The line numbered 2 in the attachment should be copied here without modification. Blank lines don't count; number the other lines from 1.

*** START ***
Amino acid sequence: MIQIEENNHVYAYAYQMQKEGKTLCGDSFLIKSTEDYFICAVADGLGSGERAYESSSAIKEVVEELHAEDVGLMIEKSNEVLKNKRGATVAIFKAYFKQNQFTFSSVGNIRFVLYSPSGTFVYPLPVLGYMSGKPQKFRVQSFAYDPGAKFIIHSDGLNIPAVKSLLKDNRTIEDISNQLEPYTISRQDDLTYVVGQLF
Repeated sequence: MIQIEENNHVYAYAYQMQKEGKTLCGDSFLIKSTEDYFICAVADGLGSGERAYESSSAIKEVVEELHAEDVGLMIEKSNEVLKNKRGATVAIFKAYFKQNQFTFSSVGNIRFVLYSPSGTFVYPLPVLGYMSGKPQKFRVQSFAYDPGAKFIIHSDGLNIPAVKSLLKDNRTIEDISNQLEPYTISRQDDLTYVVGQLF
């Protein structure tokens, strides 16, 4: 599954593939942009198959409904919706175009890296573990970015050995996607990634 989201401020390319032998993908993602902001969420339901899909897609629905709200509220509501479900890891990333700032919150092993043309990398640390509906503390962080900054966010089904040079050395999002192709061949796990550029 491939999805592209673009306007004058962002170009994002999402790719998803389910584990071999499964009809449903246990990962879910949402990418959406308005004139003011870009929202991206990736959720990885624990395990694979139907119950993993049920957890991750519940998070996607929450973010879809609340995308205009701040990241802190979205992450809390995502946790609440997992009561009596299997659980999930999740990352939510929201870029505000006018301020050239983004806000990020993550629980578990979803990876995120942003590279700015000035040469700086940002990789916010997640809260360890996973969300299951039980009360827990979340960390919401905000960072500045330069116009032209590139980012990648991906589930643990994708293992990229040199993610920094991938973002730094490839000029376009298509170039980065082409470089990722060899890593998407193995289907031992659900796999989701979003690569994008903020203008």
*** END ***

Repeated sequence: MIQIEENNHVYAYAYQMQKEGKTLCGDSFLIKSTEDYFICAVADGLGSGERAYESSSAIKEVVEELHAEDVGLMIEKSNEVLKNKRGATVAIFKAYFKQNQFTFSSVGNIRFVLYSPSGTFVYPLPVLGYMSGKPQKFRVQSFAYDPGAKFIIHSDGLNIPAVKSLLKDNRTIEDISNQLEPYTISRQDDLTYVVGQLF